MTN-Qhubeka do so much good work in Africa. They have provided 200 new bicycles for Rwandan children (we're currently waiting on them to be released from customs), as well as thousands more bikes all over Africa. Check out their site too, such a good cause! http://qhubeka.org/2013/ Any thing that can raise the profile of such a worthy cause (such as MTN being in the Giro) can only be a good thing for Africa as a whole, and especially our project as we're so closely linked to them through Adrien! Not only this, but Africa (and Rwanda especially, it seems) has so much potential in the sport. Sport is such a sustainable and stable tool for development, and raising the profile of African sport is perfect for maintaining, and increasing, development in the continent.

Thanks for the question!

Avila994 karma

Posted this in the wrong thread so sorry if you already answered some questions.

  • How do you see cycling in Africa develop over the next years and what is Rwanda's position in it? Are there more initiatives like Adriens?

  • In most (endurance) sports black people seem to have a natural physical advantage and dominate certain events, if African cycling keeps developing do you think this will also happen in cycling?

  • Are African teams in general happy that (mostly) French and Belgian teams come to their bigger races or are they annoyed they dominate a lot of times?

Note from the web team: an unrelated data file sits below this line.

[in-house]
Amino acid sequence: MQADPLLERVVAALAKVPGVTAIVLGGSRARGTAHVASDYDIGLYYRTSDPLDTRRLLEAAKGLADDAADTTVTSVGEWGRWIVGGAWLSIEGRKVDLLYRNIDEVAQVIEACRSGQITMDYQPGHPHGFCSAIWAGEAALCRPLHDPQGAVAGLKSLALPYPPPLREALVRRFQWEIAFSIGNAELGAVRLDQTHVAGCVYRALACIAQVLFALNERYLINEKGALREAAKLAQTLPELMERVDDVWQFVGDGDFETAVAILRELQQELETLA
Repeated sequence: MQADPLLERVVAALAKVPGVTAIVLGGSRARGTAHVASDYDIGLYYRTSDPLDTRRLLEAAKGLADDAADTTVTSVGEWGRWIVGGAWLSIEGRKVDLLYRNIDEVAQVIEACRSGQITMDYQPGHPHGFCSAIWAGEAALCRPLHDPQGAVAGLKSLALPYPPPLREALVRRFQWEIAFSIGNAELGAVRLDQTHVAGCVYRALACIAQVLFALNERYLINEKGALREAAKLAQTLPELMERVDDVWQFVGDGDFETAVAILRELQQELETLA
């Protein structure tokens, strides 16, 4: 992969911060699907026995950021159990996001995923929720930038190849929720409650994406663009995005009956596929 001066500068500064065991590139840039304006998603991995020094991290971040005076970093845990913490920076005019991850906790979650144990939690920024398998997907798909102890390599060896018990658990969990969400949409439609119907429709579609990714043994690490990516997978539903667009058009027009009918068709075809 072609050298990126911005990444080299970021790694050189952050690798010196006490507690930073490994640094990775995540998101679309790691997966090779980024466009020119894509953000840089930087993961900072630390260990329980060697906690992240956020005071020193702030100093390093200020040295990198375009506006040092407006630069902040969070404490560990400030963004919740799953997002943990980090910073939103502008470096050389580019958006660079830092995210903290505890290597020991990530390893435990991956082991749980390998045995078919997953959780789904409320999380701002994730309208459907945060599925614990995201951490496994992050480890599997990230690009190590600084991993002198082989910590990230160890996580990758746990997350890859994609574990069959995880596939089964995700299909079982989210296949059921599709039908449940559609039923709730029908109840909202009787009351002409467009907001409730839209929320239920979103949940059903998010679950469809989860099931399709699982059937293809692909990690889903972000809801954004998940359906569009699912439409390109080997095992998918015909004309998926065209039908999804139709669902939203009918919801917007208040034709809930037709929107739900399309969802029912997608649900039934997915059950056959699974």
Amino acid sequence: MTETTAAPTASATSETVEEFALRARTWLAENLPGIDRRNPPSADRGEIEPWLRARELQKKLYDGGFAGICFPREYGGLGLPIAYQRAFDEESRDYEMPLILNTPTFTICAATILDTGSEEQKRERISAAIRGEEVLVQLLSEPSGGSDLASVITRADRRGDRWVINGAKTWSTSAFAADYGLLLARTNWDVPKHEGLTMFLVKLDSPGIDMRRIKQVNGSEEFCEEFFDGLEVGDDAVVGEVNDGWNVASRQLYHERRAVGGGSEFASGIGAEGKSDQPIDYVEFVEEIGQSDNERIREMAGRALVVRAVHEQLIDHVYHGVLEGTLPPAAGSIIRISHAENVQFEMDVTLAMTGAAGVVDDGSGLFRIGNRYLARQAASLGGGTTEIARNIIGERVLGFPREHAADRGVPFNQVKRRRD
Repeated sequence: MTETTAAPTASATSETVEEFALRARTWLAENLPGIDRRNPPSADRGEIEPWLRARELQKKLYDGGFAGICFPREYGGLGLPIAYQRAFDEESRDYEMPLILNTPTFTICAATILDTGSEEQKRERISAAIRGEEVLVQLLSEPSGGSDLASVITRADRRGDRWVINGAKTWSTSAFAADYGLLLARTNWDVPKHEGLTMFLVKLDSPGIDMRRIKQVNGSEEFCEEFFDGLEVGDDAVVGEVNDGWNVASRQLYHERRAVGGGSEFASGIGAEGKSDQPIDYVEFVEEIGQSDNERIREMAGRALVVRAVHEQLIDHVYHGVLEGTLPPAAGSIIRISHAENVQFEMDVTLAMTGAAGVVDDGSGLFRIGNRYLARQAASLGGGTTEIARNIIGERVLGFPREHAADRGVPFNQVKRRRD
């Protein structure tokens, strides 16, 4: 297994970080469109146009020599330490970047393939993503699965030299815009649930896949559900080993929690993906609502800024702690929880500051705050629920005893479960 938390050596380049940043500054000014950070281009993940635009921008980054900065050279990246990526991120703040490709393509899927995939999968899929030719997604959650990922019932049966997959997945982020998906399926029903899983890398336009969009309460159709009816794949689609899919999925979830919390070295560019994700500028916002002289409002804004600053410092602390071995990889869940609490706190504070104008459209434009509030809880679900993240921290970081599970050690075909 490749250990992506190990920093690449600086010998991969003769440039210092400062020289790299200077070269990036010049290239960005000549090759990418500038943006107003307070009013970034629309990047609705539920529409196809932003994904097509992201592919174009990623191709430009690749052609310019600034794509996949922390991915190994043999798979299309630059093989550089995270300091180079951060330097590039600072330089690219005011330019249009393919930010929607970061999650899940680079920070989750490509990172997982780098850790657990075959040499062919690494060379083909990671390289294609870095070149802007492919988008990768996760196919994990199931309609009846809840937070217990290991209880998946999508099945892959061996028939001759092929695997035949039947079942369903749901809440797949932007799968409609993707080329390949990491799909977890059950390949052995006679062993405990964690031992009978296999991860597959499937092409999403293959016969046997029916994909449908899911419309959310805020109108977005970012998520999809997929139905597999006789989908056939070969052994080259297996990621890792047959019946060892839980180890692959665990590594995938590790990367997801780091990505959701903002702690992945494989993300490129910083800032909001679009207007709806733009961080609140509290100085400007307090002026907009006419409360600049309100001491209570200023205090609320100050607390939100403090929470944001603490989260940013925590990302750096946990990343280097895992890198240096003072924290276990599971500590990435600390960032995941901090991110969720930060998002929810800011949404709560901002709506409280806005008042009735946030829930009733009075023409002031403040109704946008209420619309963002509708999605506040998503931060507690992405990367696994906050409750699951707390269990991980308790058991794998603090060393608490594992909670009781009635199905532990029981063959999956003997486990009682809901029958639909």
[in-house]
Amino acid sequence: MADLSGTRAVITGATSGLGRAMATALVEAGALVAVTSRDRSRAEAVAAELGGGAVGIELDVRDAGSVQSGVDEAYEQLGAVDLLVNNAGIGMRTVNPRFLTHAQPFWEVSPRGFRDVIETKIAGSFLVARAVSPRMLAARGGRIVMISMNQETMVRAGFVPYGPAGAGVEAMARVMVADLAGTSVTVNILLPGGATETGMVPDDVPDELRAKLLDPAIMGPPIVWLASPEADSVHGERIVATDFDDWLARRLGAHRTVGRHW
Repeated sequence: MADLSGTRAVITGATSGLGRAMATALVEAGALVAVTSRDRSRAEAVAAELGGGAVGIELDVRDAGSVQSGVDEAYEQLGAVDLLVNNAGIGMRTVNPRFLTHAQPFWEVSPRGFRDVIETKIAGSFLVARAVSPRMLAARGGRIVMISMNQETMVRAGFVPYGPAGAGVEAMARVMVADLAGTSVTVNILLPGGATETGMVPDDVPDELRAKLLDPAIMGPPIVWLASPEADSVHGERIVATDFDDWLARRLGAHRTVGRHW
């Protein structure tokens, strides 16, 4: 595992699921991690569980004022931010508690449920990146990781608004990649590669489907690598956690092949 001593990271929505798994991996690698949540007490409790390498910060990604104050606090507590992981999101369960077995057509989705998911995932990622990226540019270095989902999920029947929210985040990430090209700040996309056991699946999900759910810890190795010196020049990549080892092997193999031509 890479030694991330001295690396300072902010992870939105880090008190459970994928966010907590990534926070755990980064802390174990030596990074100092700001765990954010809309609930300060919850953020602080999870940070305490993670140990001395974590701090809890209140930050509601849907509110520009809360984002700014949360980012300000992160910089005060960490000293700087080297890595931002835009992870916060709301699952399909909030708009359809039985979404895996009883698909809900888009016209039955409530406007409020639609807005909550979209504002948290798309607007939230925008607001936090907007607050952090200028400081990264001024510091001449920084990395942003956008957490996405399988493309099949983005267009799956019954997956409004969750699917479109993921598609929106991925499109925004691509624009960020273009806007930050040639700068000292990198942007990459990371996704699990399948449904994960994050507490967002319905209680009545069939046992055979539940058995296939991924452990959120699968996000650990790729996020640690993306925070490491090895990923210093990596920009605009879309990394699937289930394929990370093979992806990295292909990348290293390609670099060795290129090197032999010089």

• How's the country in general nowadays? I kinda just know it from the genocide being in the news at the time. Just wondering how daily life is now.

ancycling4 karma

No worries! :)

  • Unfortunately there are not many initiatives like Adrien's. Since cycling in Africa is really only starting to take off now, people are just starting to look into schemes like ours. As far as we are aware, there is only one other academy-type project, and this has been running for almost 10 years now in South Africa (http://www.velokhaya.com/). Cycling in Africa is really starting to boom at the moment, and especially if MTN-Qhubeka make the Giro, it will only keep increasing. The dream is for Rwanda to become the African cycling hub. It definitely has all the raw ingredients to make this happen; an abundance of natural talent, a supportive population (over 3.5 million, over a quarter of the population, turned out to support the Tour of Rwanda last year), incredible riding, a stable yet growing economy, and a desire to be the best. Whether or not they can make it to be the top African cycling nation, I don't know, but the potential is absolutely there!